In the month of May 1757 he went down into Shropshire with Mr. Hill’s family, and found comparatively few openings for the exercise of his ministry. In fact, a friend says that he did not preach more than six times in six months; partly, no doubt, from his time being occupied with the education of his young pupils, and partly, in all probability, because the Shropshire clergy were afraid of him, and would not admit him into their pulpits. The only churches in which he preached were Atcham, Wroxeter, Madeley, and St. Alkmunds, and the Abbey Church, Shrewsbury.
Whatever the cause may have been, I cannot discover that Fletcher had any regular stated ministerial work for the first three years after his ordination. From March 1757 to the latter part of 1760, he seems to have retained his position as tutor in Mr. Hill’s family, and in that capacity to have gone regularly to London for one part of the year, and to have been generally in Shropshire for the other. Wherever he was, he appears to have found time for itinerating and preaching a good deal, and it is only natural to suppose that he was not required to devote himself entirely to the superintendence of Mr. Hill’s sons.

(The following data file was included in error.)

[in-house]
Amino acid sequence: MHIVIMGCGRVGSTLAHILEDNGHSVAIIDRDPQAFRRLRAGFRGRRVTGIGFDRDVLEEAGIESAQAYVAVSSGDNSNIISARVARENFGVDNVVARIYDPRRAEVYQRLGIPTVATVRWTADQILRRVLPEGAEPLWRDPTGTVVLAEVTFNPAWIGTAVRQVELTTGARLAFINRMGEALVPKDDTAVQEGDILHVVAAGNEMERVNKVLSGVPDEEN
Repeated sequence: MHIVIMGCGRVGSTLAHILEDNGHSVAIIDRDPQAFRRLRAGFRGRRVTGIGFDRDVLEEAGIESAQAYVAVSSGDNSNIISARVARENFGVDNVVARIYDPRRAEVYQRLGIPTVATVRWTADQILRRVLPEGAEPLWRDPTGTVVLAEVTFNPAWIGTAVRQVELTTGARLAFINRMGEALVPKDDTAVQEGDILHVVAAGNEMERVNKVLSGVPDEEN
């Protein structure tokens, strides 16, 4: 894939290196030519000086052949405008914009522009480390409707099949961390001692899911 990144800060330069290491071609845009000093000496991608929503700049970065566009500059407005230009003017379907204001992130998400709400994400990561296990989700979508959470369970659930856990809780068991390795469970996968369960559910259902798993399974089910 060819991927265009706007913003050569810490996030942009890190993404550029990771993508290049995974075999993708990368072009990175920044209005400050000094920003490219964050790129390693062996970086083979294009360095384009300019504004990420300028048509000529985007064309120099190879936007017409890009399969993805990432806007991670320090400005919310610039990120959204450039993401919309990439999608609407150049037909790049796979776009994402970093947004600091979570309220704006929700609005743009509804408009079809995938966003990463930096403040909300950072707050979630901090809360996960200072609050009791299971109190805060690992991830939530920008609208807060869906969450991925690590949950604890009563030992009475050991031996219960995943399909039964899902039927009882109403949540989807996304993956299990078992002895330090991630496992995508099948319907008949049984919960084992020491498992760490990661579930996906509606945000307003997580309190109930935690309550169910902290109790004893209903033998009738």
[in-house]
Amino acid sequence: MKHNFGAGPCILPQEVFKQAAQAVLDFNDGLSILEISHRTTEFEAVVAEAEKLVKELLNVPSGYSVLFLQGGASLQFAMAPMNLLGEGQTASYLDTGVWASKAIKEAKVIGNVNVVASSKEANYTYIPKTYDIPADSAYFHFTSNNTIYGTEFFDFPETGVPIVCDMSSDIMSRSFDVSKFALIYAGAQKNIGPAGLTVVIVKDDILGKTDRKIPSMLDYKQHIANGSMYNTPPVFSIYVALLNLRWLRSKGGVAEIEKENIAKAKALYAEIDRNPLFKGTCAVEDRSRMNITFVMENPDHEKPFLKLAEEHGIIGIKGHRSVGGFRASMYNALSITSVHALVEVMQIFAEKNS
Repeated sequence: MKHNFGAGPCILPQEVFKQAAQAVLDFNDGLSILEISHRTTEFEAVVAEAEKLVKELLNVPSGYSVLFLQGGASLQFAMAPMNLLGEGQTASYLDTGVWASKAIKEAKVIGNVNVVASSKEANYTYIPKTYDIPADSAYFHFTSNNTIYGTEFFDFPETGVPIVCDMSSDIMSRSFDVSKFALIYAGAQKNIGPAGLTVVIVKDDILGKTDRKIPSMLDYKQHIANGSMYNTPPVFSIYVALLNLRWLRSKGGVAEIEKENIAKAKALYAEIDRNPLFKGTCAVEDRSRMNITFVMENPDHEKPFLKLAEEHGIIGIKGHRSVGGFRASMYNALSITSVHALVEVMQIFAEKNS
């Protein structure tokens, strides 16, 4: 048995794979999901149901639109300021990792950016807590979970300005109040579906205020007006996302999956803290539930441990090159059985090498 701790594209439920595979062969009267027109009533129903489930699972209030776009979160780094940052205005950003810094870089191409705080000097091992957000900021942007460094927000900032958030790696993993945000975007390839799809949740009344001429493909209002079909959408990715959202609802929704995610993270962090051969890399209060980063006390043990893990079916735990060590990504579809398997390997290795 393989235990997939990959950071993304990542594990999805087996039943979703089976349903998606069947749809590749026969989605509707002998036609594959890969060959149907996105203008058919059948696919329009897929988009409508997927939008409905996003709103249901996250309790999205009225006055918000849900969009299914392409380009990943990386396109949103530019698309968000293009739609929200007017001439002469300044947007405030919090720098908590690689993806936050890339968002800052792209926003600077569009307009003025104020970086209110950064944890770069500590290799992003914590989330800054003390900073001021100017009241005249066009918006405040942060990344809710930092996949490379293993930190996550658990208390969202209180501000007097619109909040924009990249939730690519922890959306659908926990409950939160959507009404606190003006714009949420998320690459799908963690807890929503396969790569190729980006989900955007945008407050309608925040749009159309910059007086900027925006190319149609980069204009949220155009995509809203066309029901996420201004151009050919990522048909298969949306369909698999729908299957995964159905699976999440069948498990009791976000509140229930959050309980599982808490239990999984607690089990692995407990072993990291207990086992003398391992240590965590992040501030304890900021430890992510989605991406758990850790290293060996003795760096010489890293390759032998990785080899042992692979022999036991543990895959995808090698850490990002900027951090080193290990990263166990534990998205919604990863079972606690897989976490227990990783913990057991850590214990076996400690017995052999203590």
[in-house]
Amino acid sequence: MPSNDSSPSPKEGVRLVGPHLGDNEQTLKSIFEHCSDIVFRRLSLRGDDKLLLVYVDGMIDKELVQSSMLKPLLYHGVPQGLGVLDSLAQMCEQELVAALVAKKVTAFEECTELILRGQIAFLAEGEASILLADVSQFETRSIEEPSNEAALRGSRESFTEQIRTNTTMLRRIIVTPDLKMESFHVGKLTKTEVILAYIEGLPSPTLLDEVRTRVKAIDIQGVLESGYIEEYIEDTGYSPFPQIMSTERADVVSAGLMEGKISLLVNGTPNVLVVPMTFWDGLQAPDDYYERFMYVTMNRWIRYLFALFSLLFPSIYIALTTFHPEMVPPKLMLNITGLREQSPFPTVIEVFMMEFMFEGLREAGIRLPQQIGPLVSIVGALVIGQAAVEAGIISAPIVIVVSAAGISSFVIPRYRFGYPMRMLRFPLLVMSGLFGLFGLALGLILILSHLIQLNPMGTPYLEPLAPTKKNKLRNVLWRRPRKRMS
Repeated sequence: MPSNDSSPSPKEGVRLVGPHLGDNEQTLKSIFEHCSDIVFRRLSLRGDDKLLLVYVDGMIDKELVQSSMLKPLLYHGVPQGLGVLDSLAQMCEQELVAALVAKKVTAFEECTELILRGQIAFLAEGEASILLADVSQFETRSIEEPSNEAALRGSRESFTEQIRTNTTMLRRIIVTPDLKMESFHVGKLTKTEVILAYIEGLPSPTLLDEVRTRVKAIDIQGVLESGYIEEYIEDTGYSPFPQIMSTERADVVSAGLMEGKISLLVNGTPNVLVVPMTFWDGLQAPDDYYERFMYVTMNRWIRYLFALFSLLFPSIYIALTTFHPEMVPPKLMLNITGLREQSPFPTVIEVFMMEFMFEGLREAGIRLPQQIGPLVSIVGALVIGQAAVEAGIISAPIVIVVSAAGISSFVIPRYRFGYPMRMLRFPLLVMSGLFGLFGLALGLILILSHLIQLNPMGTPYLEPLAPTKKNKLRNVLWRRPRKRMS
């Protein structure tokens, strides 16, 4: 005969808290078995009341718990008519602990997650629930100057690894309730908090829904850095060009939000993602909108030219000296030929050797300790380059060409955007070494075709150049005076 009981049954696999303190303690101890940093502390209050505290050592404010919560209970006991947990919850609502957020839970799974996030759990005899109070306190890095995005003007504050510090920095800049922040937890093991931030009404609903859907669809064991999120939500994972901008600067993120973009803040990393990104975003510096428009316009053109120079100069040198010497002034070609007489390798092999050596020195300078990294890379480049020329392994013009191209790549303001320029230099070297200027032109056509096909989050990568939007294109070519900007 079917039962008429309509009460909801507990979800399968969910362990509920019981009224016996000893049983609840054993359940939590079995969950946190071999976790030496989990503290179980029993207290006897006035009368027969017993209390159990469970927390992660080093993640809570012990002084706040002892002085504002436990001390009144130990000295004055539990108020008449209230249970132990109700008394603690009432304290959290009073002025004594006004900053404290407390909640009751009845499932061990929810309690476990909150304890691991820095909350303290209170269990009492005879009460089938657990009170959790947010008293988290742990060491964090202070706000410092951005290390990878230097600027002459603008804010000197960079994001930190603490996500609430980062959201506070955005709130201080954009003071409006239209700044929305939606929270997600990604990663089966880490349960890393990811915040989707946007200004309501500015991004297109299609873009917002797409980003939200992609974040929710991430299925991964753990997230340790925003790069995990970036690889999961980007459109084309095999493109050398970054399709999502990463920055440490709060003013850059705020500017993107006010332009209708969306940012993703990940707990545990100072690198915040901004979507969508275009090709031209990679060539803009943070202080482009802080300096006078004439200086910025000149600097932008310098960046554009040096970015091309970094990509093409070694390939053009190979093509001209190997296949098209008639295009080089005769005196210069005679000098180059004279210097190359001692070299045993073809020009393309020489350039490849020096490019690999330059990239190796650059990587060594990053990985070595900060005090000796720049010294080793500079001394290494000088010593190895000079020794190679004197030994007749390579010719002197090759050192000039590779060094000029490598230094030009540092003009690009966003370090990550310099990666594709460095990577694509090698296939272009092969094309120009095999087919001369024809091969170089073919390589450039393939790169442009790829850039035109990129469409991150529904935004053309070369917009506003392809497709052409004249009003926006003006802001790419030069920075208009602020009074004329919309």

I must confess my inability to trace out Fletcher’s history very accurately during the first three years of his ministry. The memoirs of men of that day are so often written with a reckless neglect of dates, that at this distance of time it is impossible to follow their movements. Sometimes I read of his being at Bristol, preaching for John Wesley at Kingswood; sometimes I find him in London, preaching in Lady Huntingdon’s drawing-room; sometimes he is at Brighton, occupying the pulpit of Lady Huntingdon’s Chapel; sometimes he is at Tunbridge, preaching to French prisoners; sometimes he is itinerating about the country, and appearing in all sorts of strange and unexpected places. But the order and reasons of his movements during these three years are matters which I cannot pretend to explain. One thing only is very clear. He became notorious as a public supporter of the great religious revival of which Lady Huntingdon was the mainspring, and formed friendships with all its leading agents which lasted. till death.